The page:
A March 6 2020 article published by The Atlantic also focused on insufficient availability of tests for COVID-19 across the United States. Former Centers for Disease Control and Prevention director Thomas Frieden compared the CDC’s testing response to COVID-19 with that of previous outbreaks:
On [March 2 2020], Stephen Hahn, the commissioner of the Food and Drug Administration, estimated that “by [March 6 2020], close to a million tests will be able to be performed” in the United States. On [March 4 2020], Vice President Mike Pence promised that “roughly 1.5 million tests” would be available [that] week.
But the number of tests performed across the country has fallen far short of those projections, despite extraordinarily high demand, The Atlantic has found.
“The CDC got this right with H1N1 and Zika, and produced huge quantities of test kits that went around the country,” Thomas Frieden, the director of the CDC from 2009 to 2017, told us. “I don’t know what went wrong this time.”
Testing-related coronavirus news and rumors were themselves endemic in the first week of March 2020, with one thread on Twitter about the subject of COVID-19 tests in Seattle spreading virally. We also examined claims that the CDC removed figures to do with testing from their website between March 1 and 2 2020 — which the agency did.
According to The Atlantic, discerning how many Americans had been tested for the novel coronavirus strain was not a straightforward undertaking. However, the report managed to verify that only a few thousand Americans had been tested for coronavirus. At the time the information was removed from the CDC’s site, that number was just under 500:
Through interviews with dozens of public-health officials and a survey of local data from across the country, The Atlantic could only verify that 1,895 people have been tested for the coronavirus in the United States, about 10 percent of whom have tested positive. And while the American capacity to test for the coronavirus has ramped up significantly over the past few days, local officials can still test only several thousand people a day, not the tens or hundreds of thousands indicated by the White House’s promises.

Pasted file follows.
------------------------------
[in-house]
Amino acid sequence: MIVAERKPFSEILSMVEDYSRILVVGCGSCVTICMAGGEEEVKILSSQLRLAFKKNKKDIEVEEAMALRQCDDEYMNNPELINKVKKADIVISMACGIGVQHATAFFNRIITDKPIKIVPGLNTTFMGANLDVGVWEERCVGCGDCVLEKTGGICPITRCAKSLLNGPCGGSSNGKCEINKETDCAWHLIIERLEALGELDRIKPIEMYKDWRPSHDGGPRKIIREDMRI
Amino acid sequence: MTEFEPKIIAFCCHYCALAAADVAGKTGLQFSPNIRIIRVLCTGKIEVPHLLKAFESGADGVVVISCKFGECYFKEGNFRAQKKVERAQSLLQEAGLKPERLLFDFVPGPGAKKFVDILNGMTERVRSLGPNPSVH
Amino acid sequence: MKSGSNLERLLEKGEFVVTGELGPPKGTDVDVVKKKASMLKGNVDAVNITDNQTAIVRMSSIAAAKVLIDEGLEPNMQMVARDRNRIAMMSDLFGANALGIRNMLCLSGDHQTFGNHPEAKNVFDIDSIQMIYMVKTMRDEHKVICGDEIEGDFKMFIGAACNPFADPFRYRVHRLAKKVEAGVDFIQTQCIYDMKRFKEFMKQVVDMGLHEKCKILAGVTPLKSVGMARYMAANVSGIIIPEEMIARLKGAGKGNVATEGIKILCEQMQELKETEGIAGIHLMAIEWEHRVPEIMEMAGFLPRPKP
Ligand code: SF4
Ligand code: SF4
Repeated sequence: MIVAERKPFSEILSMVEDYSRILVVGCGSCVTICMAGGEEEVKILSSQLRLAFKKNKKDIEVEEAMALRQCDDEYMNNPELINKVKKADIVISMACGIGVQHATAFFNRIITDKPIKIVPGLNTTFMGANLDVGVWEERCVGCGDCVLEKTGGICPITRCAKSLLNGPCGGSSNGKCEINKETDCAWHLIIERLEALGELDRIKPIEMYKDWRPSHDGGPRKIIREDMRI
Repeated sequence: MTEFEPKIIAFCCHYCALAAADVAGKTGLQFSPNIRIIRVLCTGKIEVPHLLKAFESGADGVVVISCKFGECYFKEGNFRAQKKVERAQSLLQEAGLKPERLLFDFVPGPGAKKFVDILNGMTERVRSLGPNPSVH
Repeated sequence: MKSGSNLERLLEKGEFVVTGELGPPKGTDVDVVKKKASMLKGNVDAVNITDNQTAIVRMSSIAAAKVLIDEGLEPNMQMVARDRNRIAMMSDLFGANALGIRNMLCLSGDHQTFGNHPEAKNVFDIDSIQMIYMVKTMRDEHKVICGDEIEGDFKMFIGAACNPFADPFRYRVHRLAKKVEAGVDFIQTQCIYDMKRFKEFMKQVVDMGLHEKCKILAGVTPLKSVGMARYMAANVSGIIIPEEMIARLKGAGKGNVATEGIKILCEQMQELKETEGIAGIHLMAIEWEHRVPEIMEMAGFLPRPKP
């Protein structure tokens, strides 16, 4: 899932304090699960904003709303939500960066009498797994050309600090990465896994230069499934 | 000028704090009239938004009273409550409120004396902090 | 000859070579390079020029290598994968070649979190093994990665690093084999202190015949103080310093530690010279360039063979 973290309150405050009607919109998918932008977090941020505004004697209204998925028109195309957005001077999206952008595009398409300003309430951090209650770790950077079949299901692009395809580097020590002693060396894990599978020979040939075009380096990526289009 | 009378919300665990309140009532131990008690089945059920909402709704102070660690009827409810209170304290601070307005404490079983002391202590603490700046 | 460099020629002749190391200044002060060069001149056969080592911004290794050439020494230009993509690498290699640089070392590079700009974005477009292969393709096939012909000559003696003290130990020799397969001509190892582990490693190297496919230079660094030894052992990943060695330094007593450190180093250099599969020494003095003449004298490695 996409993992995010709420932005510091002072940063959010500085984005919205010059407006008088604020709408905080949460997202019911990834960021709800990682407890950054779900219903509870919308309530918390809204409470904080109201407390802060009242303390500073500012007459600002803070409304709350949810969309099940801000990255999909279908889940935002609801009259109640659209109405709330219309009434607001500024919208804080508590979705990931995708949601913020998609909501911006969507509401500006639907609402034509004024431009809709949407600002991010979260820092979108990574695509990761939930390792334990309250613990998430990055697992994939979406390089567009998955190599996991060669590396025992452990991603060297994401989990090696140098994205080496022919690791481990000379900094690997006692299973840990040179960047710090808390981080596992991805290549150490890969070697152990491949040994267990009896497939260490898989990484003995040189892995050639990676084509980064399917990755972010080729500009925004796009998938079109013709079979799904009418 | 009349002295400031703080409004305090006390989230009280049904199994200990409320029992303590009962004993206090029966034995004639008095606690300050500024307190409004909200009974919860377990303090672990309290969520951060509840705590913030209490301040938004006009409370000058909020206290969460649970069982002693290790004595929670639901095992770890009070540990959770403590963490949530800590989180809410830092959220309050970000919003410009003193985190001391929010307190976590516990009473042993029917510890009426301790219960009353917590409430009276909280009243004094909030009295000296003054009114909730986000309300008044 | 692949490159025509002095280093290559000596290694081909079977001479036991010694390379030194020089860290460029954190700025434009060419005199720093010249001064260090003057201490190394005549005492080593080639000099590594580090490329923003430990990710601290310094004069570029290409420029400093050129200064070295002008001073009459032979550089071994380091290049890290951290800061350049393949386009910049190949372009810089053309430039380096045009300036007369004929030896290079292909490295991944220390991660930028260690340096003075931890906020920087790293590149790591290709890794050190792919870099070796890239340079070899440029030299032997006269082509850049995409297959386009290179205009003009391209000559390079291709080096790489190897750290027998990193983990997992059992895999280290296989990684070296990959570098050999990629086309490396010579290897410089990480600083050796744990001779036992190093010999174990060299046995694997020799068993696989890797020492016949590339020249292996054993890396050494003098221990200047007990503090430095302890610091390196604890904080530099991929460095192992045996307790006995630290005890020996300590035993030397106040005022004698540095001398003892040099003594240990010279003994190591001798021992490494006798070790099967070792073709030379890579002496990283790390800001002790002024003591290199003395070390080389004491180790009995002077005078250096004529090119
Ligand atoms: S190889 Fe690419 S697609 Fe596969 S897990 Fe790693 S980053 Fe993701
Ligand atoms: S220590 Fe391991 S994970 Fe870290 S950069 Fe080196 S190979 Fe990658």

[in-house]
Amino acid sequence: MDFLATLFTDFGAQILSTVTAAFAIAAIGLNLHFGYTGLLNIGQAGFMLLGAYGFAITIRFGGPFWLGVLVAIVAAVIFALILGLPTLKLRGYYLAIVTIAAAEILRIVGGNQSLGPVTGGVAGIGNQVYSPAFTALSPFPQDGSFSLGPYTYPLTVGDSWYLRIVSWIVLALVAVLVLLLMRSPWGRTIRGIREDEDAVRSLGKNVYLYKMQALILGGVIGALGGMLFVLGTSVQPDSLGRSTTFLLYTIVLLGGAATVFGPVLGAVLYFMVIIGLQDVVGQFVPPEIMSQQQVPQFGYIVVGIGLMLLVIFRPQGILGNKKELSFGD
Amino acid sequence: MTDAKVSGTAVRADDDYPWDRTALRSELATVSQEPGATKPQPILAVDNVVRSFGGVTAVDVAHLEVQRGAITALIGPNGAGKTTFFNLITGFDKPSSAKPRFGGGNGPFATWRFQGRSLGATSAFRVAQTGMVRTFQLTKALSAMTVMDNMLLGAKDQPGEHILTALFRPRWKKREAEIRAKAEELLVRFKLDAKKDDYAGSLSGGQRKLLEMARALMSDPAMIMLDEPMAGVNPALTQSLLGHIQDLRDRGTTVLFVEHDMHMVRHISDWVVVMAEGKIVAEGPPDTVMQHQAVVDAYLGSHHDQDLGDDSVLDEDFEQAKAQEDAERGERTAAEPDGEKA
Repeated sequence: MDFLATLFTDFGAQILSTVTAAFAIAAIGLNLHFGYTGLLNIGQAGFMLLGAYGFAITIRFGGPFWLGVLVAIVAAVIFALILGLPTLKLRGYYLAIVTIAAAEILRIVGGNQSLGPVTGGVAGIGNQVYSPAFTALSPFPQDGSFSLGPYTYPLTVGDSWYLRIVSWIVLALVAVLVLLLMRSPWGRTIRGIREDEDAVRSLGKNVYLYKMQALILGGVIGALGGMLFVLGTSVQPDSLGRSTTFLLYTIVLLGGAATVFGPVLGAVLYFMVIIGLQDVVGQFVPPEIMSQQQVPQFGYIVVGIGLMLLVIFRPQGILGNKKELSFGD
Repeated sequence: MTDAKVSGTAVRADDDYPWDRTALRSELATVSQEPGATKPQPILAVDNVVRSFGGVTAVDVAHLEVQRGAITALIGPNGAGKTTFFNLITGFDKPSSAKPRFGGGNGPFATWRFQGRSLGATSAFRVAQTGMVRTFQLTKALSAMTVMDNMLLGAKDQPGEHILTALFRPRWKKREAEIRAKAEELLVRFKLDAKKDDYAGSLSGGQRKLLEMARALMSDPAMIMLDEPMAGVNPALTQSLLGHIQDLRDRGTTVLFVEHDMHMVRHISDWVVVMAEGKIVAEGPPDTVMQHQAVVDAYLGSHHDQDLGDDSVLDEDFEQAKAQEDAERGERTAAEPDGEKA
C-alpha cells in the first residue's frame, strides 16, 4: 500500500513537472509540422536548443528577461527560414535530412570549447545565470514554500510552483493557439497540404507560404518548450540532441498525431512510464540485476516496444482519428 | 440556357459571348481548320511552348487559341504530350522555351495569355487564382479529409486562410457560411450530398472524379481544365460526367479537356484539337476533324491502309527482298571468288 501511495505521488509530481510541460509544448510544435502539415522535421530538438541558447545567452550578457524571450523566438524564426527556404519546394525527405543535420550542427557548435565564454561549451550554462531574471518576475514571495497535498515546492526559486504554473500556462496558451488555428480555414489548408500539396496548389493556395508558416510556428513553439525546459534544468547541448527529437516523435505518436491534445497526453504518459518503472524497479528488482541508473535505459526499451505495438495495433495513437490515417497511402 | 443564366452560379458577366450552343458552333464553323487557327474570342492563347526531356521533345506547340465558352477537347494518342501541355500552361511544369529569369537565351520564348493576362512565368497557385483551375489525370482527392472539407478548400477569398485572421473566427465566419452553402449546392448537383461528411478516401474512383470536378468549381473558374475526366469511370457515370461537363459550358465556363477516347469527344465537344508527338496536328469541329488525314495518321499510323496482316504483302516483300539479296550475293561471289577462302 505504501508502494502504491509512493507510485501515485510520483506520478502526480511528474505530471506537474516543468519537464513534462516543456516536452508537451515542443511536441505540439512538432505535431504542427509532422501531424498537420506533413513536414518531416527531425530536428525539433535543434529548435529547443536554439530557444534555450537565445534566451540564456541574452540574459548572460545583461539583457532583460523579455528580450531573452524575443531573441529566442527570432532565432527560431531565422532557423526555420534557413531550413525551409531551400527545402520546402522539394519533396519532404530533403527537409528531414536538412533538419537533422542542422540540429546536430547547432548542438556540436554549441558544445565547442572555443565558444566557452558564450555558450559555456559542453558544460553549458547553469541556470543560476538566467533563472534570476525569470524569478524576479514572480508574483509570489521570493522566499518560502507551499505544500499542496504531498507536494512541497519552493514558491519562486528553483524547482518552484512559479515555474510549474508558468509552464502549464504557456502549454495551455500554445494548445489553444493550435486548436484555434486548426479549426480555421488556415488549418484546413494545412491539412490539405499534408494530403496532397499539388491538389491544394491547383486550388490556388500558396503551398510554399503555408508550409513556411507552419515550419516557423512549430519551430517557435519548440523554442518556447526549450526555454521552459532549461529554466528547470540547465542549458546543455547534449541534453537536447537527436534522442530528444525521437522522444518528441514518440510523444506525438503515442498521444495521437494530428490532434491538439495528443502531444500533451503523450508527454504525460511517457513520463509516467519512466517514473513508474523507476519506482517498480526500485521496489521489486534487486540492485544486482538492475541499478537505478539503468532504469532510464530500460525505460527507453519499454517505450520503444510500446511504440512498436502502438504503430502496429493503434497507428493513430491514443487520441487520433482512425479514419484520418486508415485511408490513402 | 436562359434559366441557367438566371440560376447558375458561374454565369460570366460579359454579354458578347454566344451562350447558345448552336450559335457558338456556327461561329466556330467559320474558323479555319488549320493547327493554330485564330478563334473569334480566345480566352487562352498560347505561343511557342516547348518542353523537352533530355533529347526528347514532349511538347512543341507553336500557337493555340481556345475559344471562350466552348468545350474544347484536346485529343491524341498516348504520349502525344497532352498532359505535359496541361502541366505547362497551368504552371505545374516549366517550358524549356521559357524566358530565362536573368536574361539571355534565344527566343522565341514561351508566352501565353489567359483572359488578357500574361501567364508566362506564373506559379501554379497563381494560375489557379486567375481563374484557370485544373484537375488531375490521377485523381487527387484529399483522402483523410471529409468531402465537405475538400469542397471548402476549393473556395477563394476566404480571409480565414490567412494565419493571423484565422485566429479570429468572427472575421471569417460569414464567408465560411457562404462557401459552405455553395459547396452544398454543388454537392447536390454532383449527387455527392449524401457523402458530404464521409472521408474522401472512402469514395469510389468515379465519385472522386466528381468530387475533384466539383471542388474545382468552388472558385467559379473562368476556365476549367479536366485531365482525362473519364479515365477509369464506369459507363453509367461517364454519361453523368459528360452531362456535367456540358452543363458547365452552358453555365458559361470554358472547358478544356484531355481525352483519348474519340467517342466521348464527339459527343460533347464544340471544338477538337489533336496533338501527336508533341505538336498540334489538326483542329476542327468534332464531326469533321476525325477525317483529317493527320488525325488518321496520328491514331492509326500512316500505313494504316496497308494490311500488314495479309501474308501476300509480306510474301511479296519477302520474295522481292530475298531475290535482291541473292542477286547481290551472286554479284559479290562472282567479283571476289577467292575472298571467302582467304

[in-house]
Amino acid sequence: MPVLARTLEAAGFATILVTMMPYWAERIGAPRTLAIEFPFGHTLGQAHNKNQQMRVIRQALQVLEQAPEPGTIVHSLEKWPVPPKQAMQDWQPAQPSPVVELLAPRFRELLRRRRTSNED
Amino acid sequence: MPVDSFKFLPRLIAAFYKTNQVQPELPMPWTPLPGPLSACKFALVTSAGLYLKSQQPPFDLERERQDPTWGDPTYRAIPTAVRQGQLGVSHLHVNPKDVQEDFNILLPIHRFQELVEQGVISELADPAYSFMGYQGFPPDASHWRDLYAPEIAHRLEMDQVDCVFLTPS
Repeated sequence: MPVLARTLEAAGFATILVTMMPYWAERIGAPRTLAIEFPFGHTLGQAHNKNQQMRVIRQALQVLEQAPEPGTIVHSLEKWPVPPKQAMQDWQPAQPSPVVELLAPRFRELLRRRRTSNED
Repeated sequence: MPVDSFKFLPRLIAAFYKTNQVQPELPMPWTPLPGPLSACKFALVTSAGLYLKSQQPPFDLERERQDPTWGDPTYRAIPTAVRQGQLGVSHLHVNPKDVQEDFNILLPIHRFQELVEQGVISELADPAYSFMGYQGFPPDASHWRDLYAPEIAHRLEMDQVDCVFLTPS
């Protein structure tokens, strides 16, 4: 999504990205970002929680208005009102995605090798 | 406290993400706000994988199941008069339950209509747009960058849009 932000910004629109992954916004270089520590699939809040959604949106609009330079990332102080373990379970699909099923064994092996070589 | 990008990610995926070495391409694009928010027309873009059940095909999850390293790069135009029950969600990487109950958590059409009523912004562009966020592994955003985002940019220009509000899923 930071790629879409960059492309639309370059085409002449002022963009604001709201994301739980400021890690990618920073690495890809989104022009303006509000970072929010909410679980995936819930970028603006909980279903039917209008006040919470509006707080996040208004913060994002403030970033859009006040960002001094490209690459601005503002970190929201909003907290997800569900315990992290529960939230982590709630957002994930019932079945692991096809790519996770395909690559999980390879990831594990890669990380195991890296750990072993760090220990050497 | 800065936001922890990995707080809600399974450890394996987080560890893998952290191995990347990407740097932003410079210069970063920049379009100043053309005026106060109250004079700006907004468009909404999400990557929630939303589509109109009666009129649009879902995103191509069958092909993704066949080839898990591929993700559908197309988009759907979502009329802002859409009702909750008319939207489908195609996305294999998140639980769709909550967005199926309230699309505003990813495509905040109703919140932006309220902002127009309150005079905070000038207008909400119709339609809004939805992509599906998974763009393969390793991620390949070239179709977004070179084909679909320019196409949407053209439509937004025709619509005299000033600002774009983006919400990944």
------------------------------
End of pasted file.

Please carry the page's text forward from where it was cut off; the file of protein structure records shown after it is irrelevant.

To arrive at our estimate, we contacted the public-health departments of all 50 states and the District of Columbia. We gathered data on websites, and we corresponded with dozens of state officials. All 50 states and D.C. have made some information available, though the quality and timeliness of the data varied widely. Some states have only committed to releasing their numbers once or three times a week. Most are focused on the number of confirmed cases; only a few have publicized the number of people they are capable of testing.
By and large, news stories about COVID-19 testing strongly suggested that states were profoundly underprepared to test individuals exposed to or exhibiting symptoms of the novel coronavirus strain, a claim echoed in the statement reproduced above.
As for the statement purportedly made by a quarantined California nurse exposed to and exhibiting symptoms of COVID-19, it was correctly attributed. A March 4 2020 press release on NationalNursesUnited.org announced a press conference the following day, March 5 2020. The document was available verbatim on their site as a PDF, also titled “Statement by a quarantined nurse from a northern California Kaiser facility.” In the release, the organization urged the Occupational Safety and Health Administration (OSHA) to step in, asserting that data showed that “hospitals are unprepared [and] confirm little planning, poor communication, and shortage of equipment” around the COVID-19 outbreak.